On Sunday, the Kenyan government attacked what is believed to be an explosions-making compound in Jilib, Somalia, run by the militant Islamist group al-Shabaab. The attack follows a series of bombings in the Kenyan capital, Nairobi, that left 12 people dead.
According to Bloomberg, the attacks are part of a greater African Union military project to eradicate the group. Kenya announced the target attack through military spokesman Major Emmanuel Chirchir, who tweeted the news. Jilib became a target because it is believed to house a number of radical Islamist militants affiliated with al-Shabaab.
The estimates of the damage vary. Bloomberg cites Mohamed Abdi Kalil, the governor of Gedo, Somalia, who told them that there were no casualties, and that the targets were “farmlands on the outskirts of Jilib.” Jilib itself is considered an urban area, one of the few remaining, dangerously susceptible to influence from terror groups that use it as a refuge. Chinese news outlet Xinhua quotes an eyewitness testimony from a villager who said that villagers heard “planes flying low overhead, then three or more explosions in Maanyo-Gaabo,” and that no one in town had any further information on whether anyone was injured in the attacks.
Istanbul’s World Bulletin cites another eyewitness who claims that three vehicles were destroyed in the strike, but the camp was “vacant” when attacked. The eyewitness says, however, that al-Shabaab militants appeared during the attack to “cordon off the camp’s perimeter.”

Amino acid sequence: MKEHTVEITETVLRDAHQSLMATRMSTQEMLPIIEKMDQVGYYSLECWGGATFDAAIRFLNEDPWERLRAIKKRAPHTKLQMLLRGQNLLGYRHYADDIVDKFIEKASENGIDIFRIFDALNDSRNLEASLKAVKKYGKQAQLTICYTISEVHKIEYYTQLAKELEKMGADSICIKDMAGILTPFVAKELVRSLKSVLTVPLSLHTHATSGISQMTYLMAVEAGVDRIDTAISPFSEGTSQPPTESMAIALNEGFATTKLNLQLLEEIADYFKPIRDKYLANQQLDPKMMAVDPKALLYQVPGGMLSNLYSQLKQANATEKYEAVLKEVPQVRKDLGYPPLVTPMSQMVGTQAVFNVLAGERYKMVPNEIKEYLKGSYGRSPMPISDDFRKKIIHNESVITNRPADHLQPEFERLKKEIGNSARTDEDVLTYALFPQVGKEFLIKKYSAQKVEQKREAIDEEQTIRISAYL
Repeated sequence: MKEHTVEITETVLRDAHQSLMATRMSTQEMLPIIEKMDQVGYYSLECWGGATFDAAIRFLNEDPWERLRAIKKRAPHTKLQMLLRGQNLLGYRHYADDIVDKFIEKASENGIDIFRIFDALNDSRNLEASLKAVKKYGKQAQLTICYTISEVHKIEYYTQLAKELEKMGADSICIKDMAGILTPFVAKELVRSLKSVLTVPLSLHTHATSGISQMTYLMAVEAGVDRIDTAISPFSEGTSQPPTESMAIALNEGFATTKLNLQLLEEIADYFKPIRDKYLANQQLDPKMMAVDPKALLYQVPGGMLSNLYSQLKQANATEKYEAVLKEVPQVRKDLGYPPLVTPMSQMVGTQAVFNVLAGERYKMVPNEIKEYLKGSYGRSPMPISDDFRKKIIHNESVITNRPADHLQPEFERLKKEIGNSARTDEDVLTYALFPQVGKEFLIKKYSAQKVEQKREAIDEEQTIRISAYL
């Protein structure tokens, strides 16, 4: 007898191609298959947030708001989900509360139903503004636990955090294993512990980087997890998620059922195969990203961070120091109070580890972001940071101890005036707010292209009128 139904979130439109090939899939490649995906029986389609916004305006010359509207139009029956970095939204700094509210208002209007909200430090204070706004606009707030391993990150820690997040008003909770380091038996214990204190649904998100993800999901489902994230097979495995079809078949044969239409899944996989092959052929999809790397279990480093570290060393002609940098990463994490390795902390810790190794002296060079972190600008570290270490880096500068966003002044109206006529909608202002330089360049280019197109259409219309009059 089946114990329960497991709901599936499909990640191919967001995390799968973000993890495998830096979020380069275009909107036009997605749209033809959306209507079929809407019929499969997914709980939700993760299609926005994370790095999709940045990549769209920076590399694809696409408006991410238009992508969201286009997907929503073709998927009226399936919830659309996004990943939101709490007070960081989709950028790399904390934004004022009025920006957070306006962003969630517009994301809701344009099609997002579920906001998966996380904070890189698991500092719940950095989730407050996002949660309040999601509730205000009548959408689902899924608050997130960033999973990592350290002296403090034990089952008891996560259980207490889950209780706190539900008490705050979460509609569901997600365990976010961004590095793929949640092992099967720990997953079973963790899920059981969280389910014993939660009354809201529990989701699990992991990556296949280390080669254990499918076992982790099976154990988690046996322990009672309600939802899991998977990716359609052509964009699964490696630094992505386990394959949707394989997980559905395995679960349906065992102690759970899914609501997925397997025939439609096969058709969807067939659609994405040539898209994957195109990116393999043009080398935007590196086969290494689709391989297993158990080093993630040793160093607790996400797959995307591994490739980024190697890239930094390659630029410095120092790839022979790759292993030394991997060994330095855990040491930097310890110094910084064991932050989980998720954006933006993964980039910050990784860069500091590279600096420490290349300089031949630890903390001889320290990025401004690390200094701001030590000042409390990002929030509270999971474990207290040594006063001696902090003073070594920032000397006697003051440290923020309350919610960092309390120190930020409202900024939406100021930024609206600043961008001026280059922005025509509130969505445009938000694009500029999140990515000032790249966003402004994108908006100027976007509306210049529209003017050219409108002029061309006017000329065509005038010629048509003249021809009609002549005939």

Al-Shabaab has increasingly posed a problem for East Africa. The group, which operated as a jihadist cell independently, merged with al Qaeda in 2012 and has since been affiliated with the group as one of its African wings. The group has also extended its support to Nigerian terrorist group Boko Haram, which has become increasingly active and violent, not only in Nigeria’s mostly Muslim northeast, but throughout the country.
Australia’s ABC notes that the African Union has begun to target Somalia aggressively as a stronghold for the jihadist group, sending a “400-strong ‘defensive’ guard force of Ugandan troops based at the heavily fortified Mogadishu airport,” intended to protect United Nations staff engaging in humanitarian work in the country. Al-Shabaab has also increasingly targeted humanitarian workers in the region recently.
Kenya’s attack follows a series of bombings in Nairobi this weekend, which killed ten or twelve people, depending on estimates. The bombing was not out of character for al-Shabaab, also suspected of a bombing on another series of buses two weeks before this one that killed at least 60 people.